ZC: I really credit grad school for great professors who encouraged me to try things. My thesis was in the form of gonzo journalism and the exploration of our generation as it relates to the American dream and how it’s changed. It was a project about the economy and our generation. It pushed me to try different things. It allowed me to open my mind and, in that, I found some great poets and writers like Joan Didion, Charles Bukowski, E.E. Cummings and Mark Doty. I had a professor who recommended Mark Doty; I’d never heard of Mark Doty before. I thought I’d check him out one day and he became one of my biggest lyrical inspirations. He can take the most mundane of things and turn it into something absolutely gorgeous on a page.

I think what I learned in those few years, especially in grad school, opened my mind and brought in a lot of influences and approaches. It definitely comes into play when I’m writing lyrics — take a chance and try something. I take books of poetry and read; I highlight words I don’t know or phrases and ideas I really like. I jot it all down and kind of mix it up to see what I can do with it, how it inspires me. My degree and what I learned in those years at school definitely come into play when I’m writing.

GALO: The songs on this album are deeply personal, but it isn’t your first time sharing personal tales with your listeners. In your 2010 song “Cali,” you described having a relationship with someone who you really were infatuated with, saying that you grew “addicted to the drug” this person became. Although it’s a sentiment a lot of people experience throughout their lives, is it ever difficult to share these feelings with thousands of listeners?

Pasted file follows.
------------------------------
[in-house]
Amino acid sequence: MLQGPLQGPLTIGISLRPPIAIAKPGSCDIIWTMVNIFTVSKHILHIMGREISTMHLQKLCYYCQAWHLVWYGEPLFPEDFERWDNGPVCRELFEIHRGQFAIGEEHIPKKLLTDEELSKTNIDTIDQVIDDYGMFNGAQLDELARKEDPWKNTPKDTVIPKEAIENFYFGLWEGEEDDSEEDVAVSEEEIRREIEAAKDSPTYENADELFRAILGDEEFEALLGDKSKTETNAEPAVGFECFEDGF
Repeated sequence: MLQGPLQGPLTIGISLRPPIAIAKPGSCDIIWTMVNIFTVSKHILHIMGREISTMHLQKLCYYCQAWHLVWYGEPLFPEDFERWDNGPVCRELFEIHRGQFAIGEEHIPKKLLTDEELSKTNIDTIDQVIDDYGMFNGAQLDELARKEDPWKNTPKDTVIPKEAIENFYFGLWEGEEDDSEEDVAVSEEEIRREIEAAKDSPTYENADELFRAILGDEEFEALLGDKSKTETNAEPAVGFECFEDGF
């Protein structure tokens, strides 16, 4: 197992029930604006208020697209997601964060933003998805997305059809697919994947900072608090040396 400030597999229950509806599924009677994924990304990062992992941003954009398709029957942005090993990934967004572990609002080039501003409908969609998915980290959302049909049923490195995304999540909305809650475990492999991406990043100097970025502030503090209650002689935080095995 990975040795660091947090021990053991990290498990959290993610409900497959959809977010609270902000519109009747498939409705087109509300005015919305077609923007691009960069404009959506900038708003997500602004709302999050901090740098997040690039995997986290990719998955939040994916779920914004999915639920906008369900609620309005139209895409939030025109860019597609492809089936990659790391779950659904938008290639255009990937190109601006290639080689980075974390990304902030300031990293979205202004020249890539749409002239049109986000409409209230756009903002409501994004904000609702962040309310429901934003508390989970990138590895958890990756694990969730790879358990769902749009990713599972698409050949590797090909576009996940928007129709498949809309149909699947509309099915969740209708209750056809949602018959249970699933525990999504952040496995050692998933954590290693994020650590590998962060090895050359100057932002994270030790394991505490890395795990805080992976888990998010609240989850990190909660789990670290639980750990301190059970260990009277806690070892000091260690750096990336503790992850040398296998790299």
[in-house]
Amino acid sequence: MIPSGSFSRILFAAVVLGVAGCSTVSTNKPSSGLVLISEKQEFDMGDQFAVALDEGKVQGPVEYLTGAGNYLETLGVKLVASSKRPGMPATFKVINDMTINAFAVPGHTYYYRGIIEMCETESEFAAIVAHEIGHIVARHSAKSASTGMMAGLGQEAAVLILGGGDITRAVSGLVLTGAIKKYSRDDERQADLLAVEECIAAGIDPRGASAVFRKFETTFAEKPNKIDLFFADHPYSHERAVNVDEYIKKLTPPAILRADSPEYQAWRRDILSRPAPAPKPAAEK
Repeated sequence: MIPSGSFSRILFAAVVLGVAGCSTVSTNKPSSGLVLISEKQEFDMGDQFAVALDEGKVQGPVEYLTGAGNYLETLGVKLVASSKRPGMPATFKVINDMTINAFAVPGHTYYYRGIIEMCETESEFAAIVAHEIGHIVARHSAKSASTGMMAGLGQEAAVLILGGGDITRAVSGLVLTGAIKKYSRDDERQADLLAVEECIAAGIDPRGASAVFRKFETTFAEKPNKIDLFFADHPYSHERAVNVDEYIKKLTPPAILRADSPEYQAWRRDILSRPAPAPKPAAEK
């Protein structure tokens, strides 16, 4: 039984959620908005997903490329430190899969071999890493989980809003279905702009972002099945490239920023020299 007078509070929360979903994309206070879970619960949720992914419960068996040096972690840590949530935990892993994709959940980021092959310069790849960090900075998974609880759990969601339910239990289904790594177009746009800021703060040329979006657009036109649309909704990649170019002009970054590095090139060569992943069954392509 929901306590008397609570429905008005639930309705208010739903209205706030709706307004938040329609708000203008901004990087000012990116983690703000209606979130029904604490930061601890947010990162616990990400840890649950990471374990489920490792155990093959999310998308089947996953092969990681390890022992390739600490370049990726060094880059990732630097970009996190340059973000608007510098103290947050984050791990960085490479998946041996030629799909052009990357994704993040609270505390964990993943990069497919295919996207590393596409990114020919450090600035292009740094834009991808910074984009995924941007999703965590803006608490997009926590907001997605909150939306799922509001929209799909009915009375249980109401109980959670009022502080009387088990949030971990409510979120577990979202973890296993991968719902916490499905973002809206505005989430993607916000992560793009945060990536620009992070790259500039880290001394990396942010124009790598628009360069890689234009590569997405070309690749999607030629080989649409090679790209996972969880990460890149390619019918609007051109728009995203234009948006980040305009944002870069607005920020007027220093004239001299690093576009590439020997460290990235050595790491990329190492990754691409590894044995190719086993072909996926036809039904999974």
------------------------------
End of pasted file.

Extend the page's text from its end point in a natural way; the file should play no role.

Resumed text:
ZC: In conversations, I’m not much of a talker sometimes. There are very few people who I let into my circle. My closest friends in the world — Frankie being one of those, for example — those are the people I really talk to about things. Everyone else, I don’t really feel the need to share. It’s not like I’m constantly spewing things out. I think if I did that, I wouldn’t have anything [left] to really write about because I’d already have gotten it off my chest. I would have already talked about it, so it’d be very exhausting and I wouldn’t want to talk about it anymore. That’s why I write, and [through that] I don’t mind sharing with people at all. I’ve been in love with music, and what gets me through tough times is writing and listening. There are certain albums that I connect with. It’s such a special thing to hear a song and think, ‘That’s exactly what I’m going through. I get it; I don’t feel as alone anymore in asking these questions and being confused,” so, if I can share that and do that for one other person — if one person hears a song and goes, ‘Oh, I get it. I’m not alone’ — that’s what it’s all about.